Crude oil has collapsed four times over the past three decades. In each case, the dramatic decline in prices was triggered by the oversupply of crude oil following a significant reduction in demand. The price of crude oil often took months or years to reach precrisis levels following these declines, while most of the price action was determined by OPEC decision-making.
These historical price declines could provide insights into how long the current decline in oil prices might be expected to last.
1980s: Wars Cause Supply Crisis
Crude oil prices fell from over $35 per barrel in 1980 to below $10 per barrel by 1986. Only after four years did prices eventually recover from the dramatic decline.
The Yom Kippur War and Iranian Revolution in the 1970s interrupted crude oil supplies from the Middle East and triggered petroleum shortages, elevating prices across the world’s major developed countries. In response to the crisis, the U.S. brought the Trans-Atlantic Pipeline online in 1977 and the Prudoe Bay Oil Field entered into peak production by 1988, contributing 2 million barrels per day and representing a quarter of U.S. production.
OPEC initially responded to lower oil prices by attempting to cut production in order to bolster prices. However, these strategies backfired as non-OPEC production soared across Siberia, Alaska, the North Sea, and the Gulf of Mexico. Saudi Arabia reversed its strategy in 1985 by producing at full capacity and creating a huge surplus. High-cost oil production facilities became less profitable, oil prices fell as low as $7 per barrel, and a lot of U.S. production went offline.
1990s: Lack of Demand Spurs Crisis
Crude oil prices fell from a high of just over $25 per barrel in 1997 to less than $11 per barrel by 1998. Prices eventually recovered by the end of 1999 to their precrisis levels.
Asian emerging markets were hot commodities in the mid-1990s. With large current account deficits and fixed exchange rates, hot money sought to take advantage of interest rate differentials, fueling an economic bubble. OPEC increased production around this time in order to meet the region’s growing demand for energy. Unfortunately, the bubble quickly popped when Thailand was forced to float the bhat and abandon its peg to the U.S. dollar.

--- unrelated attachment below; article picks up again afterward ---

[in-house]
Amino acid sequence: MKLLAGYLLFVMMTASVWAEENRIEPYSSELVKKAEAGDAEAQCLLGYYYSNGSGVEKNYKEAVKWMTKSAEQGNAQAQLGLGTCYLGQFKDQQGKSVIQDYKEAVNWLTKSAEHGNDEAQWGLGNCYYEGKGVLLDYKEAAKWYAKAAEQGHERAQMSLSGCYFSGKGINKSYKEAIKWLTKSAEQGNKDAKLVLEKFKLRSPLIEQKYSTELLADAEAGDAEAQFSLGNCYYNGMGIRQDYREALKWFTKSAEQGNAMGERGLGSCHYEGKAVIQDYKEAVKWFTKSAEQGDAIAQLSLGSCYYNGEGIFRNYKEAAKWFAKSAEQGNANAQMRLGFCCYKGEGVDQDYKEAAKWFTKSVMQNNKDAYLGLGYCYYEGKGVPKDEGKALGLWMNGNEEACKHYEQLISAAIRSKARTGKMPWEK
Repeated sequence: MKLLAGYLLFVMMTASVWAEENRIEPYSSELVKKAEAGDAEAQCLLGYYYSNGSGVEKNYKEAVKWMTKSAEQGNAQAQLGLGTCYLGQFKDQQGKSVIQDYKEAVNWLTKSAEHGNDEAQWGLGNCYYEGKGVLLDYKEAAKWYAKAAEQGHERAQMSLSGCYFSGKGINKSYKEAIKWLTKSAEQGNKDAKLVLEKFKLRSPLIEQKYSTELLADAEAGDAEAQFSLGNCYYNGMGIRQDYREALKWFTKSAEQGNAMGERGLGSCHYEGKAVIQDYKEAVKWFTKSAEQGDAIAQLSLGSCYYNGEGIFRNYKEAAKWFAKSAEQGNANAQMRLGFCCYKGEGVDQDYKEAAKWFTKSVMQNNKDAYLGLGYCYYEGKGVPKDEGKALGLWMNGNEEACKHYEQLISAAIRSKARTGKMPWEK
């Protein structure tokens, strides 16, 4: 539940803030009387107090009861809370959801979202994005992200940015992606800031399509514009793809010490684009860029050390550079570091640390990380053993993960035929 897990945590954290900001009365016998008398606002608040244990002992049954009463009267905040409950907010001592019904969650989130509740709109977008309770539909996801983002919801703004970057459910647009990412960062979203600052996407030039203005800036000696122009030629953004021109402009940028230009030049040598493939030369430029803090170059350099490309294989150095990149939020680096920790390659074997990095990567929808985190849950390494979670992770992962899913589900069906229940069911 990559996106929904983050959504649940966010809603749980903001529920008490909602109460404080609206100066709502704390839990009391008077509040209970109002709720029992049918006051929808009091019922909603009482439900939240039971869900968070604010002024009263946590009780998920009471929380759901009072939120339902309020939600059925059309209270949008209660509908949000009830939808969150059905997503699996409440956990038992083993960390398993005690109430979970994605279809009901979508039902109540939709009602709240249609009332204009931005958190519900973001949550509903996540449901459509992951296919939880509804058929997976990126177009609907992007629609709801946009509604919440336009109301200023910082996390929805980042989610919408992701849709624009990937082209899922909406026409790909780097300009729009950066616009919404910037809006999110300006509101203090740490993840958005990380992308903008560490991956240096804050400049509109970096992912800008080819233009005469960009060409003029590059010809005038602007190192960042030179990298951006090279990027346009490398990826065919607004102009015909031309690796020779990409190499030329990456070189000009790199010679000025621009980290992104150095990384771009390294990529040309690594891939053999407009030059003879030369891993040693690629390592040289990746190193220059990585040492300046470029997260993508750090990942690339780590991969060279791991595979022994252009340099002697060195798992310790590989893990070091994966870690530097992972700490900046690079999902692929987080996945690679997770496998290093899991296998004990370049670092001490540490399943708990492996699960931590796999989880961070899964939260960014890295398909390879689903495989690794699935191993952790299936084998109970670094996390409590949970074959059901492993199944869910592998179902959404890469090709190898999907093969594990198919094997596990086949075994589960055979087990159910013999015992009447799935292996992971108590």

OPEC quickly cut production in an attempt to contain the damage, but the market’s oversupply kept a lid on crude oil price appreciation for nearly a year. However, prices quickly doubled the next year after the excess production wore off and programs designed to fix the Asian Financial Crisis gained some traction. The U.S. was also in the middle of the dot-com boom at the time, which helped support demand among developed countries.
2000s: Great Recession Halts Demand
Crude oil prices collapsed from a peak of around $160 per barrel in mid-2008 to about $40 per barrel later by 2009. Prices have never fully recovered from the decline.
The Great Recession was triggered by the U.S. subprime mortgage crisis and fueled by excessive credit across developed and emerging markets. As the worst financial crisis since the Great Depression in the 1930s, the period led to a significant reduction in crude oil demand around the world as economies contracted. These declines occurred at different times across different parts of the world and the ramifications continue to this day.
OPEC responded to the reduction in demand by agreeing to the biggest ever supply cut in an attempt to boost prices. These supply cuts proved to be effective as crude oil prices quickly began to recover in 2009 and continued to move higher until early 2011. At that point, non-OPEC production began to take hold and the rise in prices halted. Prices reached only around $120 per barrel before trading sideways over subsequent years.
2010s: U.S. Jumps Supply
Crude oil prices fell from around $120 per barrel in mid-2014 to a low of around $30 per barrel in 2016 in an ongoing crisis facing the energy markets.
Unconventional drilling techniques helped the U.S. double its crude oil output over the past five years, which capped oil prices at around $120 per barrel. After the global economy experienced another recession, particularly in Europe, crude oil prices began to fall. OPEC opted not to cut back production in an attempt to starve higher-cost U.S. producers. Prices fell more than 70% to around $30 per barrel before recovering to about $40 per barrel.
The dramatic fall this time around mirrors the past crises in several years. In the 1980s, OPEC used a similar strategy to shut down U.S. production and oil prices eventually recovered. If OPEC were to cut production and cave in, the 1990s and 2000s show just how quickly prices could recover. The difference this time around is that U.S. producers continue to produce and could implement a ceiling on prices at around $100 per barrel.
The Bottom Line
Crude oil prices have fallen dramatically four times over the past three decades, which provides an interesting case study for the current decline in prices. In the past, crude oil prices have rebounded in months or years, but some experts believe it could be a bit longer this time around.